“Blending the Old and the New” is a discussion of the guiding philosophy and methods of instruction at the New York School of Homeopathy.
It is important to understand how we teach and learn at The New York School of Homeopathy. The question of how to teach Classical Homeopathy in the 21st Century is an important one. How do we stay firmly based in the classical teachings of Hahnemann and the old masters and follow the true principles of Classical Homeopathy, while embracing the exciting and innovative methods of today? Homeopathic fundamentalists might ask “Why would we want to move beyond the amazing work of Hahnemann and his contemporaries when it has stood the test of time?” On the other hand, some ultra progressive homeopaths might ask “Why bother learning all that stuff from the classical homeopaths when we have improved on their methods?”
Why Blending the Old and the New Is Important
At NYSH, our response is that we need to do both; that is, we must use the knowledge from both the classics and the moderns if we are to profoundly cure our patients. Fundamentalism in any field or religion insists that we stand still and not move forward. The founder of homeopathy Samuel Hahnemann, great innovator and great thinker that he was, would have been the last person to suggest that we should stop progressing. I think he would be the first to embrace any ideas or methods that would help him find the true simillimum, since his quest was “to cure, as it is termed.” By that he meant meaningful and profound cure.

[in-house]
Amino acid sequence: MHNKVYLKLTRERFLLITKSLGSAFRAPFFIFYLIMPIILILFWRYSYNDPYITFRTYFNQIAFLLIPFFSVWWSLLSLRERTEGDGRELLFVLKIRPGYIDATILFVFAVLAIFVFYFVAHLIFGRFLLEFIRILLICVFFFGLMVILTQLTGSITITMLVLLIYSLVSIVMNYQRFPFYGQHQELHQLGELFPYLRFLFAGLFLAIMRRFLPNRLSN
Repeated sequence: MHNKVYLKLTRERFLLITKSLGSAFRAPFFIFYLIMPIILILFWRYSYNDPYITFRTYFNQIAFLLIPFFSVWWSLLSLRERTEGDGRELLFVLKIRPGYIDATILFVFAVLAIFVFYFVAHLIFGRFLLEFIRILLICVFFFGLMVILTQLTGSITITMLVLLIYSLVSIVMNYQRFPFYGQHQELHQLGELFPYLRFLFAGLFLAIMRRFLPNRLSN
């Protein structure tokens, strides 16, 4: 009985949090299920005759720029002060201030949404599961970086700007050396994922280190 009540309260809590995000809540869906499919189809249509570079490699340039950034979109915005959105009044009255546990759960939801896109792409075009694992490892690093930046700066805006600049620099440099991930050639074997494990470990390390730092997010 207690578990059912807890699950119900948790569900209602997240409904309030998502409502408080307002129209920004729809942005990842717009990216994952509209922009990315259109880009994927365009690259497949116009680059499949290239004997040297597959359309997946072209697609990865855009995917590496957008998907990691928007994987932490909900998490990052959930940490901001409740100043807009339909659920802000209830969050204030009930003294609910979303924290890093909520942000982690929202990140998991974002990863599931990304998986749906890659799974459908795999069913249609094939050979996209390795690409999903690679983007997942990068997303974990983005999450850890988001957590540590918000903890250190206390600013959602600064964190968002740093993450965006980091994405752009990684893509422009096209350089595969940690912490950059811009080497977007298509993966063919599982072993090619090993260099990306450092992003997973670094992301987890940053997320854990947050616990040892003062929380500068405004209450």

Profound cure is impossible if we limit ourselves. And if we were foolish enough to try to limit our information, where would we choose to stop anyway? Should we only use the remedies that Hahnemann proved, or should we also include Kent’s and Hering’s provings? Stopping anywhere makes no sense. Learning must go on and information and knowledge cannot be limited. Besides, our world is so much more complex than it was in the 19th and 20th centuries, therefore we need more remedies and more ways of finding the required remedy than ever before.
But, should we discard the old teachings and the repertories because we have discovered some newer and perhaps better ways of finding the true simillimum? Of course not. Anyone who learns and then practices homeopathy that way will be doing a disservice to themselves and to their patients. We all must get a good foundational education in Classical Homeopathy – and then we should add to that base, the new information and techniques that have proven to be useful.
This blending of the old and the new can be difficult for many homeopathic schools of today. There is so much information to teach and so little time, but at NYSH we have struck a good balance.
The First Two Years of Study at NYSH